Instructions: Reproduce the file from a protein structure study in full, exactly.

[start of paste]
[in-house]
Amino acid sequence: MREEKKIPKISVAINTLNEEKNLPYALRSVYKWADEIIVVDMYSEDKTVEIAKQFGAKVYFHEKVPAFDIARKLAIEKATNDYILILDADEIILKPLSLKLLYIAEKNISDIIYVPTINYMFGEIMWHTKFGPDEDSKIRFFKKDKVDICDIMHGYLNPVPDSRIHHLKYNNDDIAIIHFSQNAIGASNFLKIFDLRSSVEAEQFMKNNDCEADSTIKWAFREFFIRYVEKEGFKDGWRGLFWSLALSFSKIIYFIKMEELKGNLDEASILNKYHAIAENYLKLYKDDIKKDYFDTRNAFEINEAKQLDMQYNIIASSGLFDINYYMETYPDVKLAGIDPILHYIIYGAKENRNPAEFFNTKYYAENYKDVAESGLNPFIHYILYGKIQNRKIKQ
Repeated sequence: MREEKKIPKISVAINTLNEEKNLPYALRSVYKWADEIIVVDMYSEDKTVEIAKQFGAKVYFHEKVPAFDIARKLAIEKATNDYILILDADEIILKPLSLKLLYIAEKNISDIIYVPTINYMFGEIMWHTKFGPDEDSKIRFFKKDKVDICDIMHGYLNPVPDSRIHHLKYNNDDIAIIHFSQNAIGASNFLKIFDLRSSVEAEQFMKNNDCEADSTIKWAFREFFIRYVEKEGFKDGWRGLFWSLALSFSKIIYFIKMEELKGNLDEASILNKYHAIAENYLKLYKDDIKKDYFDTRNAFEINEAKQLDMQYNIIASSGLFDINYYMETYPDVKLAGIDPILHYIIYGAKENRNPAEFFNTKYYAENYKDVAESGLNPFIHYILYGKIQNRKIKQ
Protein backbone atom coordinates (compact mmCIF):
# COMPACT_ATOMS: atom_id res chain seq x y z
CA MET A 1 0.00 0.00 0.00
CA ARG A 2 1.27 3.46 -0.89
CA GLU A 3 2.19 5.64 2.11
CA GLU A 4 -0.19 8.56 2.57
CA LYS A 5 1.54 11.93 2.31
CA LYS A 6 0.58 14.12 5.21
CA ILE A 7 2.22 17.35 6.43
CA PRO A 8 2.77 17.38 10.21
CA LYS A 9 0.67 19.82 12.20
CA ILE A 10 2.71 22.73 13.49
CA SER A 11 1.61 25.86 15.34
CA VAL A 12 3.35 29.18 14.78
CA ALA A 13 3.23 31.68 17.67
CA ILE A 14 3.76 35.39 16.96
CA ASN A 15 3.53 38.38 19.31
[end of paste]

[in-house]
Amino acid sequence: MREEKKIPKISVAINTLNEEKNLPYALRSVYKWADEIIVVDMYSEDKTVEIAKQFGAKVYFHEKVPAFDIARKLAIEKATNDYILILDADEIILKPLSLKLLYIAEKNISDIIYVPTINYMFGEIMWHTKFGPDEDSKIRFFKKDKVDICDIMHGYLNPVPDSRIHHLKYNNDDIAIIHFSQNAIGASNFLKIFDLRSSVEAEQFMKNNDCEADSTIKWAFREFFIRYVEKEGFKDGWRGLFWSLALSFSKIIYFIKMEELKGNLDEASILNKYHAIAENYLKLYKDDIKKDYFDTRNAFEINEAKQLDMQYNIIASSGLFDINYYMETYPDVKLAGIDPILHYIIYGAKENRNPAEFFNTKYYAENYKDVAESGLNPFIHYILYGKIQNRKIKQ
Repeated sequence: MREEKKIPKISVAINTLNEEKNLPYALRSVYKWADEIIVVDMYSEDKTVEIAKQFGAKVYFHEKVPAFDIARKLAIEKATNDYILILDADEIILKPLSLKLLYIAEKNISDIIYVPTINYMFGEIMWHTKFGPDEDSKIRFFKKDKVDICDIMHGYLNPVPDSRIHHLKYNNDDIAIIHFSQNAIGASNFLKIFDLRSSVEAEQFMKNNDCEADSTIKWAFREFFIRYVEKEGFKDGWRGLFWSLALSFSKIIYFIKMEELKGNLDEASILNKYHAIAENYLKLYKDDIKKDYFDTRNAFEINEAKQLDMQYNIIASSGLFDINYYMETYPDVKLAGIDPILHYIIYGAKENRNPAEFFNTKYYAENYKDVAESGLNPFIHYILYGKIQNRKIKQ
Protein backbone atom coordinates (compact mmCIF):
# COMPACT_ATOMS: atom_id res chain seq x y z
CA MET A 1 0.00 0.00 0.00
CA ARG A 2 1.27 3.46 -0.89
CA GLU A 3 2.19 5.64 2.11
CA GLU A 4 -0.19 8.56 2.57
CA LYS A 5 1.54 11.93 2.31
CA LYS A 6 0.58 14.12 5.21
CA ILE A 7 2.22 17.35 6.43
CA PRO A 8 2.77 17.38 10.21
CA LYS A 9 0.67 19.82 12.20
CA ILE A 10 2.71 22.73 13.49
CA SER A 11 1.61 25.86 15.34
CA VAL A 12 3.35 29.18 14.78
CA ALA A 13 3.23 31.68 17.67
CA ILE A 14 3.76 35.39 16.96
CA ASN A 15 3.53 38.38 19.31